Your recounting of the challenges Sailors face in using electronic tools is spot on. Those who have commented above are spot on, as well. Seeing how successful your blog is as a feed back loop, is incredibly encouraging to a deckplate Sailor who lives and dies (professionally) by those programs, such as myself. In fact, based upon what has been said here, I have very little of substance to add here.

YN2(SW), the artist formerly know as Battle Yeoman (I'm not in AFG any more, so the title seems inaccurate)

ADM J. C. Harvey, Jr USN said...

YN2(SW), whatever you decide to call yourself based on your new geographical location, you will always be welcome on my Blog. All the best, JCHjr

Anonymous said...

I am just thinking out loud....

Why is software so expensive?

I agree with everyone, glad this issue is being addressed. Has the root cause been identified? Is it lack of bandwidth, processor capability, or is the software ineffcient, or a combination of the above. I guess we will not get into how efficient the combat systems are in regards to bandwidth...robust yes, efficeint no, IMHO.

Some fundamental challenges when talking software, internet, and bandwidth...none of the solutions are easy or cheap. I remember thinking computers would eliminate paper, then all I did was print, revise, and print again. To bring everyone together, lets focus on NAVFIT 98, everyone remember when it first came out...how user friendly was it? How has it changed in the past 10 years? New Thought: Why is it that a program that has very little graphics takes so much bandwidth. DTS is a perfect example. Even on shore, it is slow. I could not imagine using DTS on a ship.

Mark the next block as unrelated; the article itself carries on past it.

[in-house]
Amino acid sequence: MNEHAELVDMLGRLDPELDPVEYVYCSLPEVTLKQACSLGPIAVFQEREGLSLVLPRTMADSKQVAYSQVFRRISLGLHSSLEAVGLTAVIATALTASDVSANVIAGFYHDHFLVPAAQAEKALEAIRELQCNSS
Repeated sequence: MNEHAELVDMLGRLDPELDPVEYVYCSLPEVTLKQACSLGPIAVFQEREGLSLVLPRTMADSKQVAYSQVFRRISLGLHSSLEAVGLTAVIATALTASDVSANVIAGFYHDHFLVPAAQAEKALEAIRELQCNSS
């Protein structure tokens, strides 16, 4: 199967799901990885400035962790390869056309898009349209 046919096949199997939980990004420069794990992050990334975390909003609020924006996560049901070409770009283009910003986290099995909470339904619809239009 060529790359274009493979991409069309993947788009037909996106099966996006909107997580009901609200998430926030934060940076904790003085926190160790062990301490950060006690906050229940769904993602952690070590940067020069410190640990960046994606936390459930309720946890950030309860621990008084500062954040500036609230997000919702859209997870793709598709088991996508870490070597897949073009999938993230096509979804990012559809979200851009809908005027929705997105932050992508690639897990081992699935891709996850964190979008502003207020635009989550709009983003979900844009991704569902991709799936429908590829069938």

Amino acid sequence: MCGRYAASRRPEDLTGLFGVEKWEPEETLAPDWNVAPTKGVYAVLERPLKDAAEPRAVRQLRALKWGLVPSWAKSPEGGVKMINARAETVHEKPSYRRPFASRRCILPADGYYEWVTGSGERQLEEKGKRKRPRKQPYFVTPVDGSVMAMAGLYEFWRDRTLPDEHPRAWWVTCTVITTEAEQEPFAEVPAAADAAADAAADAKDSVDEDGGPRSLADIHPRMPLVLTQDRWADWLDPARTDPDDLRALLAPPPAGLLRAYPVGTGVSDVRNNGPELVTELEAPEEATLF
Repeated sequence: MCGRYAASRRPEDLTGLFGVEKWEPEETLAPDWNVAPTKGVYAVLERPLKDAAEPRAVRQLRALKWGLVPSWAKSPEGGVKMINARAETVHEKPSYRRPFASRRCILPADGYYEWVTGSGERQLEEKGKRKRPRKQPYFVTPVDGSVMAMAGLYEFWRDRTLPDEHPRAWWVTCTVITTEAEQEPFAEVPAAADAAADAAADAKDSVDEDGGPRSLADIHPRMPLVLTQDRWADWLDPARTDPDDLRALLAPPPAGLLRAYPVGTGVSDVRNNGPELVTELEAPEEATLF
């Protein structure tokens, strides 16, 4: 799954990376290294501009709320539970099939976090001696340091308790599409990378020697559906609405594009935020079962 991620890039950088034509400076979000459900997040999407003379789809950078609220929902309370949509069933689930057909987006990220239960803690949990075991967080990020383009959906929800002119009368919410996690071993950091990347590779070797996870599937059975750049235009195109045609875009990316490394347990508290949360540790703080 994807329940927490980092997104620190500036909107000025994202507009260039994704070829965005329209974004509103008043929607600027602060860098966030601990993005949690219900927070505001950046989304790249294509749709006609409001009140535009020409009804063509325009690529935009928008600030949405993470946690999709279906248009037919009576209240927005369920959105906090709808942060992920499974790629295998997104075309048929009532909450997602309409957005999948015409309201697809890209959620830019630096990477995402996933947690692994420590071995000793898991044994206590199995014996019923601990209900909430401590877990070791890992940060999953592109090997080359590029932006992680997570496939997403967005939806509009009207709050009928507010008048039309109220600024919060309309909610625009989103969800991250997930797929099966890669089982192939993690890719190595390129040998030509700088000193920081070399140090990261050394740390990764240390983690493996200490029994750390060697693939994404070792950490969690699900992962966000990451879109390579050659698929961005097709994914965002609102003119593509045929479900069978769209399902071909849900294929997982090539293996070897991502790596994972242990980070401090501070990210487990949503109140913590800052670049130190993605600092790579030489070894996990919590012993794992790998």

Nice to see these issues being addressed. Taking care of the small details usually helps in dealing with major issues. Keep up the good work.

Anonymous said...


When I was first introduced to eSOMS I too was a skeptic. A lot of the software (and sometimes even hardware) we are starting to see in the Fleet would be barely out of the BETA stage in the Civilian world. However, after completing a total sonar retrofit involving many high level and large cascading tagouts I was forced to learn the program inside and out.

In the same day I could be hanging 5 new tags and clearing 10 while still needing 20 tags to remain hanging. By about half way through all the CSOOW’s and I were knowledgeable enough that the contractors could come to me at 0800 in the morning and by 1000 all the appropriate tags had been hung/cleared for their work. I couldn’t possibly imagine doing this with the paper tagout system.

eSOMS is only as good as the people using it and updating its database. Along with that people are only as good as their training. I would like to end my post with one of my favorite quotes:

“Why is it called an Afloat Training Group if all they do is evaluate”